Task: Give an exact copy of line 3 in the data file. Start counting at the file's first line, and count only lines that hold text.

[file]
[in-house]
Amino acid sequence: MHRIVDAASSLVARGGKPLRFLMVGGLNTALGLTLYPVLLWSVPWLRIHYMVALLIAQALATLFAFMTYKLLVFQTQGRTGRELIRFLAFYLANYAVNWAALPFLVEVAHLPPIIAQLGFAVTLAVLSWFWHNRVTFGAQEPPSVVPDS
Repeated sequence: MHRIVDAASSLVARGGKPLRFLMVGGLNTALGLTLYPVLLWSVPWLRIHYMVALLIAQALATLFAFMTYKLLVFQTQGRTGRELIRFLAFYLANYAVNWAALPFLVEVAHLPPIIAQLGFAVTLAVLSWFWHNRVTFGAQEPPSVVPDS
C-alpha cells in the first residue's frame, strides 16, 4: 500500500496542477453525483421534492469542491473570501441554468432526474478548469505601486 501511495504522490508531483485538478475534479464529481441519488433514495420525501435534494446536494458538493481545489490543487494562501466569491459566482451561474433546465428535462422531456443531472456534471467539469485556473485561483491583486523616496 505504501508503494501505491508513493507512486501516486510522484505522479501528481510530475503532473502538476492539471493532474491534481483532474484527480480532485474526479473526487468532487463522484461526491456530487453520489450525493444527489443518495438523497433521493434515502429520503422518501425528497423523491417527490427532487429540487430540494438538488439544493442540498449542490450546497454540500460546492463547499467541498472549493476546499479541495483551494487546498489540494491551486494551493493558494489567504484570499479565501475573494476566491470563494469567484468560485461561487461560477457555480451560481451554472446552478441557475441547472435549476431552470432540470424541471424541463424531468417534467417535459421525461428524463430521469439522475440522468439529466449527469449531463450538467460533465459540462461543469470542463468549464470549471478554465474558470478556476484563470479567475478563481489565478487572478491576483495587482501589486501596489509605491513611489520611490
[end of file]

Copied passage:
Repeated sequence: MHRIVDAASSLVARGGKPLRFLMVGGLNTALGLTLYPVLLWSVPWLRIHYMVALLIAQALATLFAFMTYKLLVFQTQGRTGRELIRFLAFYLANYAVNWAALPFLVEVAHLPPIIAQLGFAVTLAVLSWFWHNRVTFGAQEPPSVVPDS